There was, for example, Pastor Paul Schneider, tortured to death in Buchenwald in 1939, who at a funeral in 1934 had refused to give a Hitler salute, saying: ‘This is a Christian funeral, and as a Protestant pastor I am responsible for the unadulterated proclamation of the word of God!’ Or Dietrich Bonhoeffer, executed in 1943, who had opposed the Nazi regime and its treatment of Jews as early as 1933, saying that it was a Christian’s duty to ‘fall into the spokes of the system’. Bonhoeffer’s famous song, written in prison (‘Von guten Mächten treu und still umgeben’ – ‘By good forces silently surrounded’) can be seen as a modern version of Luther’s hymn, ‘A mighty fortress is our God’. If anything, the truly deplorable aspect of the Protestant church’s behaviour was that there had been too few staunch Lutherans willing to stand up to the Nazis.
It isn’t really a desire to take a step back from Luther’s well-known hatreds that motors the Protestant church’s, and others’, discomfort with the 500th anniversary of the Reformation – rather, it is a reluctance to embrace the positive sides of Luther, in particular his combative and defiant spirit. Luther has become an embarrassment in an era in which every strong opinion that runs against accepted views is called ‘hate speech’. Here was a man who was not willing to hold his tongue or conform to orthodoxies, and many cannot understand that today.
Far from being careful in what he said, Luther used coarse language, insulted his opponents and felt that his faith and conscience were more important than harmony and peace. As he put it in On the Bondage of the Will: ‘Not to delight in assertions is not the mark of a Christian heart. Indeed, one must delight in assertions to be a Christian at all! To avoid misunderstandings, let me define assertion. I mean a constant adhering to and affirming of your position, avowing and defending it, and invincibly persevering in it… Far be it from us Christians to be sceptics and academics.’
Someone who understood the importance of Luther’s radicalism was the early 19th-century German poet, literary critic and revolutionary, Heinrich Heine. Of Jewish origin, and a close friend of Karl Marx and supporter of the 1848 revolution, Heine wrote in his famous On the History of Religion and Philosophy in Germany that Luther (though able to ‘rant like a fishmonger’s wife’) was not just the greatest but also the ‘most German man of our history’. He was a complete man, writes Heine, who loved beer, wine and women but could also write hymns that startled ravens in their hidden nests and made ‘old cathedrals tremble’. He continued: ‘From the day of the Diet of Worms, where Luther denied the authority of the pope, and declared that his teachings could only either be denied by the verses in the Bible or through reasonable arguments, a new time had begun.’ (1)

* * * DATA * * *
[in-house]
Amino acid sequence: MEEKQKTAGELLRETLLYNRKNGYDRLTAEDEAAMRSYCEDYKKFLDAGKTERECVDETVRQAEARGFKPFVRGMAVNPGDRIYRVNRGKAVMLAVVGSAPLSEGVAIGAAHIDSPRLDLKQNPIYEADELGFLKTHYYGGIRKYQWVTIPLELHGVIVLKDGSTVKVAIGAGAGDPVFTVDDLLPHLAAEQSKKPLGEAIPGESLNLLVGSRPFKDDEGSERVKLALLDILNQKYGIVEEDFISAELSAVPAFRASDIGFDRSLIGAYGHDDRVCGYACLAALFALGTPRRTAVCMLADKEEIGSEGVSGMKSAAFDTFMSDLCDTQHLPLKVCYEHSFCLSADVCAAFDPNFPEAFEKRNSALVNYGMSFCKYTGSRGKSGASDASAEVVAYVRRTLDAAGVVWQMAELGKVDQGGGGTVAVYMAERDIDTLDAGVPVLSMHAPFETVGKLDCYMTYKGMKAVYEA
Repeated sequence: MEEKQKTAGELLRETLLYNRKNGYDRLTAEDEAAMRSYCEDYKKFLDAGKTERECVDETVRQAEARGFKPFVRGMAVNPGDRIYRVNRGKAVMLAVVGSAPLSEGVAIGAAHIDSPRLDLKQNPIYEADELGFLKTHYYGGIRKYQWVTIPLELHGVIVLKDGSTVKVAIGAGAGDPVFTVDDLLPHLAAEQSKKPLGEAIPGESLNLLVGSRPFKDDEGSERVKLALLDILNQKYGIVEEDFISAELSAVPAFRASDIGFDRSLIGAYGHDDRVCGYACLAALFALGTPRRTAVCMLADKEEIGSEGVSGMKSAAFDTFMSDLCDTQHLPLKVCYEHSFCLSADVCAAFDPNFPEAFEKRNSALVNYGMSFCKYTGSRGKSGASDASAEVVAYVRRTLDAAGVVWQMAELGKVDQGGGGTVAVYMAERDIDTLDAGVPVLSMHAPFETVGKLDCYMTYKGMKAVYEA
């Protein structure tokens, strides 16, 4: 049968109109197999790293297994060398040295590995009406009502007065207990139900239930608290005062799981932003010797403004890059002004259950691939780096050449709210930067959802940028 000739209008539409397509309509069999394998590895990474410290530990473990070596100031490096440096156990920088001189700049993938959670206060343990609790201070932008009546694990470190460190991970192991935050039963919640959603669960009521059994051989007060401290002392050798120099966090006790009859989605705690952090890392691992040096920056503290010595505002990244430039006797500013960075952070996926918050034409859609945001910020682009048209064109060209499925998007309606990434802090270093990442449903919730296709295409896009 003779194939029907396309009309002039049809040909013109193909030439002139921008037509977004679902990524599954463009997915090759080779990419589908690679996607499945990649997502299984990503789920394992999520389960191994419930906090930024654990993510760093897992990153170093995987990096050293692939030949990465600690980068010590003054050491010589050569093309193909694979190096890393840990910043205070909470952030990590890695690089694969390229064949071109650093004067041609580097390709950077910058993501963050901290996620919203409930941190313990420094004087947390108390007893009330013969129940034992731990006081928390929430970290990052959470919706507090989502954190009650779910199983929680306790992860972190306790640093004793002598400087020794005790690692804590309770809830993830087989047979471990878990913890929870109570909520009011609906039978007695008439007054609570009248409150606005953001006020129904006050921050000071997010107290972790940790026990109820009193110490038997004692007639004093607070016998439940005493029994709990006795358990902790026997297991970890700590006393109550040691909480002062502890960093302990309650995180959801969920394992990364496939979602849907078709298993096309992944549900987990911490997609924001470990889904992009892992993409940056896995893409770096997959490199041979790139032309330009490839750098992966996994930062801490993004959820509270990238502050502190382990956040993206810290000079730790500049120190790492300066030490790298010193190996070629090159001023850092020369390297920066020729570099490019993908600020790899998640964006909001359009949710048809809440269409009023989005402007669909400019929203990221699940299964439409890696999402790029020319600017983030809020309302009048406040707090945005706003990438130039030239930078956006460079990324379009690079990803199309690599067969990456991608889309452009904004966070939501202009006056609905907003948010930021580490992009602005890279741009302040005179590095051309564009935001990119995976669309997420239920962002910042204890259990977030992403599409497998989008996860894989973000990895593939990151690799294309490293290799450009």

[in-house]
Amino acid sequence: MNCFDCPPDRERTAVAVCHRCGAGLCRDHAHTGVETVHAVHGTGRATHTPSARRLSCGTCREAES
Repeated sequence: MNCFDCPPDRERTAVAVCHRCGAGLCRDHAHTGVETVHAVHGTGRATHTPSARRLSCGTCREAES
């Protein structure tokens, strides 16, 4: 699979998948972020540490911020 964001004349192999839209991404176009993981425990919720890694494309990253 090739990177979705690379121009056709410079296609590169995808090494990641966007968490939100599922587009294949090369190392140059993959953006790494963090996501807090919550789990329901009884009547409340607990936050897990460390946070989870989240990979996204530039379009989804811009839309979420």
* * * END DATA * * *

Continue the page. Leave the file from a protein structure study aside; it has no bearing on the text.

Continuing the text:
It is clear that a largely conservative Protestant church, in cahoots with the German political establishment, has no interest in taking up Heine’s cry – that ‘the delicacy of Erasmus and the mildness of a Melanchthon would never have brought us as far as the divine brutality of Brother Martin’. Worse, in our unhistorical and censorious era, some even campaign for Luther’s name to be erased. At the University of Halle-Wittenberg, student campaigners are calling for the university to ignore Luther altogether. Heine, whose books were censored and banned by the Prussian authorities, might have described them as short-sighted, dogmatic dwarfs. We don’t need a Luther cult, that’s true – but we do need an honest and open approach to history and an appreciation of historic figures who changed the world for the better.
Sabine Beppler-Spahl is spiked’s Germany correspondent. She is head of the board of the liberal think-tank Freiblickinstitut e.V., which has published the Freedom Manifesto. She is also the organiser of the Berlin Salon.
To enquire about republishing spiked’s content, a right to reply or to request a correction, please contact the managing editor, Viv Regan.